At Your Finger TIPS
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In the world of investing, tips are hot. And they're about to get hotter. Treasury Inflation-Protected Securities, or TIPS, didn't exist eight years ago, and until this summer, they existed only in a single maturity. Some were predicting the death of TIPS altogether as recently as three years ago, with inflation low and Wall Street dragging its feet because unprofitable buy-and-holders were the only ones who seemed to want inflation indexing.
But these days, investors of all stripes are taking another look at TIPS. The amount of money devoted to the newfangled Treasuries has mushroomed in the past 18 months, and mutual funds devoted to inflation indexing began to sprout this year, too. With the market growing fast, pension funds and other large institutional investors are almost sure to follow.
Starting in October, all that new interest will have another outlet. TIPS will be available in five-year maturities. Until July, when 20-year TIPS arrived on the scene, the investments had been available in 10-year maturities only. Five-year notes now round out the package.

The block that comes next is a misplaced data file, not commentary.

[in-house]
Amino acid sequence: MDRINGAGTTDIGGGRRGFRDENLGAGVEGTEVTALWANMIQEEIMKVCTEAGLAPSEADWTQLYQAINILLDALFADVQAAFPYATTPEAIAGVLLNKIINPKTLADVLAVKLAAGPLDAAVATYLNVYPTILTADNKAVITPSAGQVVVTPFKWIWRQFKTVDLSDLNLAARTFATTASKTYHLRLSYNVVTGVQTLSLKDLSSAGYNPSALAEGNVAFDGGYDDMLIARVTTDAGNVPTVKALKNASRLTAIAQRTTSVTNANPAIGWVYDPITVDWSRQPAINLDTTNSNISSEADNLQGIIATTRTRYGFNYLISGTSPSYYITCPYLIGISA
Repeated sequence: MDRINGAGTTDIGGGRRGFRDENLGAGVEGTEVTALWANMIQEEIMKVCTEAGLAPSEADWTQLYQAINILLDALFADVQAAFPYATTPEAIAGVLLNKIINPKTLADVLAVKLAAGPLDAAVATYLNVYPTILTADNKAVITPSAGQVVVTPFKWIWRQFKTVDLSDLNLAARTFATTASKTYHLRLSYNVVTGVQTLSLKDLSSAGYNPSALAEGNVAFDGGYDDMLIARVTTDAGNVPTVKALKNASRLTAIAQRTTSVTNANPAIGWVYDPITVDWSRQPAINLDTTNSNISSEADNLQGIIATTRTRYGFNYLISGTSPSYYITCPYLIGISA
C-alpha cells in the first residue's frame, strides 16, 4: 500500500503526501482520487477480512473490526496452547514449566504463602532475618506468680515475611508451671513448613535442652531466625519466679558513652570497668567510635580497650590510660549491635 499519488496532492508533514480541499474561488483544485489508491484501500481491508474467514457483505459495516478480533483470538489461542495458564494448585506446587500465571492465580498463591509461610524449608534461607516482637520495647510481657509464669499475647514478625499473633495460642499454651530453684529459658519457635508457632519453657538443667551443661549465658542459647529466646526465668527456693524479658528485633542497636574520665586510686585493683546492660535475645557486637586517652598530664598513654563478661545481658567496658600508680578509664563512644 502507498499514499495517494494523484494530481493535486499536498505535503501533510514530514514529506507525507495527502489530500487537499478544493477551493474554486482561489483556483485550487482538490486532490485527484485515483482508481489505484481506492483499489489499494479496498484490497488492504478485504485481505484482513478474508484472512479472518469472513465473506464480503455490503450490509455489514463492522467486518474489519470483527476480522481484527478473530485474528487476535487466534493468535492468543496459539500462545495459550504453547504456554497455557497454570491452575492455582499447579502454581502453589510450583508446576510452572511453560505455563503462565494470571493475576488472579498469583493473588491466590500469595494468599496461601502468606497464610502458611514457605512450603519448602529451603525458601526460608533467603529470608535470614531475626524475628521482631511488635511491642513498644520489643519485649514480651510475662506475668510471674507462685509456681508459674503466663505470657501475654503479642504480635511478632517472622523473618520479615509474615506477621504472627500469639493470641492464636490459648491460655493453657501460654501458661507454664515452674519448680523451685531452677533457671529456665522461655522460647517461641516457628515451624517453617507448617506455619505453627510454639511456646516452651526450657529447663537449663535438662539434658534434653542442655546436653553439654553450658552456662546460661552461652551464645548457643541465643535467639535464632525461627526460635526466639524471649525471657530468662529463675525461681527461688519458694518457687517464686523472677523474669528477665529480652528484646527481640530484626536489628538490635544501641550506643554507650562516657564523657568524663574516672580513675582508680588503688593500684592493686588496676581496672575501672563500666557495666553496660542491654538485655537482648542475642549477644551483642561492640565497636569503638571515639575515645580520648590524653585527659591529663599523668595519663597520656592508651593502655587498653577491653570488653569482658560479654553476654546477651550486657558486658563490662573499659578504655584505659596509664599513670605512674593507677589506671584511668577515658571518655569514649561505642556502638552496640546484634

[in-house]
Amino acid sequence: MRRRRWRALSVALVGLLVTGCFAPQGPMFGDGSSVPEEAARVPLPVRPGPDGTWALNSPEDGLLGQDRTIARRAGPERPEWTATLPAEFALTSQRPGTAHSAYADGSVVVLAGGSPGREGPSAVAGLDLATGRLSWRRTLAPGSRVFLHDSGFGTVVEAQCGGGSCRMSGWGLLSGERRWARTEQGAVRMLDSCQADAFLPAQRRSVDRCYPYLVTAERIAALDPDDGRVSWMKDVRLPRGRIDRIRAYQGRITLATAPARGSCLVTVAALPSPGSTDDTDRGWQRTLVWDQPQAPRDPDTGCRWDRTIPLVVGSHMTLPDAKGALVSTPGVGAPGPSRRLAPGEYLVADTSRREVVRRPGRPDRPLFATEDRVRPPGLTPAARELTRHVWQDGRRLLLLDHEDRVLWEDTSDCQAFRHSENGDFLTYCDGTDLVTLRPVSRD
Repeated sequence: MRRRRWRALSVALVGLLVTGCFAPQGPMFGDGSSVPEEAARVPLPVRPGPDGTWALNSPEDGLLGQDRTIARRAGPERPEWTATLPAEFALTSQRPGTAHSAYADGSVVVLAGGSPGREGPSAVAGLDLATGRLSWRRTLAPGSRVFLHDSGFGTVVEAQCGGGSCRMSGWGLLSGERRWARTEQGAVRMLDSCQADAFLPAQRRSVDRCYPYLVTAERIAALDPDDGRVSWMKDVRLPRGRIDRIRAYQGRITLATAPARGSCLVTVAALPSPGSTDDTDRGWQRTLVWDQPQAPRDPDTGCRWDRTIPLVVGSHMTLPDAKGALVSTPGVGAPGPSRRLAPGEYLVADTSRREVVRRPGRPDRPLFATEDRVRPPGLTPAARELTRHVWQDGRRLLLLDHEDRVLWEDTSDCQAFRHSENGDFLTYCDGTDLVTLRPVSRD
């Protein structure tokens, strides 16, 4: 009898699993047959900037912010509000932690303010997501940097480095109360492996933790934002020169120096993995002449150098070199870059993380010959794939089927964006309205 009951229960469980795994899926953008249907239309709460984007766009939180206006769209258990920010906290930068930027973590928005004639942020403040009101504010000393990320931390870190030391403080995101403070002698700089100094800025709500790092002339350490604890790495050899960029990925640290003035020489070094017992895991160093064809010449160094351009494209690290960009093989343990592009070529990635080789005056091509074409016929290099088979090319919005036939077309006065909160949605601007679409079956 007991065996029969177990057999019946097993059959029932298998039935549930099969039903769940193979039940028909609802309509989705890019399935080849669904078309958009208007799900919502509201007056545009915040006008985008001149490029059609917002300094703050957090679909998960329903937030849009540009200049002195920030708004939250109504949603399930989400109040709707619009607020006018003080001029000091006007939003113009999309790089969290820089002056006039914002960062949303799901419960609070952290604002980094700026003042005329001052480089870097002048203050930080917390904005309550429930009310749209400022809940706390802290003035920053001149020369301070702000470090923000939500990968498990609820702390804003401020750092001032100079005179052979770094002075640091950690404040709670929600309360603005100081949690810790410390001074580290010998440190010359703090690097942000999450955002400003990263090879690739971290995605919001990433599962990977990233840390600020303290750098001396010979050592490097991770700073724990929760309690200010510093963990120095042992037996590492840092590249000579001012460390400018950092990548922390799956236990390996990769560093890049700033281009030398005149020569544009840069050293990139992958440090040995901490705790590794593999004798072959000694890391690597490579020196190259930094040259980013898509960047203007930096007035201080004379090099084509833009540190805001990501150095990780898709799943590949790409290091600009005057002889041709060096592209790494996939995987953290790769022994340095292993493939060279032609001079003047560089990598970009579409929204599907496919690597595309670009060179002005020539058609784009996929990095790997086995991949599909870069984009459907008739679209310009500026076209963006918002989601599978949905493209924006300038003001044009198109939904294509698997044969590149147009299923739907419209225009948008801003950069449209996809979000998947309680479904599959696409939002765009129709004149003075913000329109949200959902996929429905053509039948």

With traditional Treasury bills, bonds and notes, the interest and principal are fixed once you make the investment. Not so with TIPS. In the case of inflation-protected Treasuries, the interest rate is fixed from the time of purchase, but the principal changes in line with the Consumer Price Index (CPI).
Say, for example, you earned 2 percent on $10,000 worth of TIPS in year one of an investment. If the CPI increased 4 percent in that time, then the next year, you'd still earn 2 percent on your investment-but the interest would be calculated from a base of $10,400. If we entered into a period of high inflation, the principal amount would move rapidly higher and protect your purchasing power.
There's just one big problem with TIPS. The interest rate you have to accept to get inflation protection is substantially smaller than you'd find with traditional Treasuries. If the going rate on 10-year TIPS is 2.25 percent, and the rate on traditional Treasuries is 5 percent, inflation would have to average 2.75 percent over the next decade for you to come out ahead with inflation indexing.
Even so, it's worth considering TIPS for at least a portion of your fixed-income portfolio. Consider it a hedge against higher inflation, if nothing else.
Investors can buy TIPS in $1,000 increments at the same government auctions where normal Treasury bills and notes are sold. Go to www.publicdebt.treas.gov, or call (800) 722-2678 to open a TreasuryDirect account and learn more. Or you can invest in TIPS through one of the new inflation-protected mutual funds.
Scott Bernard Nelson is deputy business editor at The Oregonian and a freelance writer in Portland, Oregon.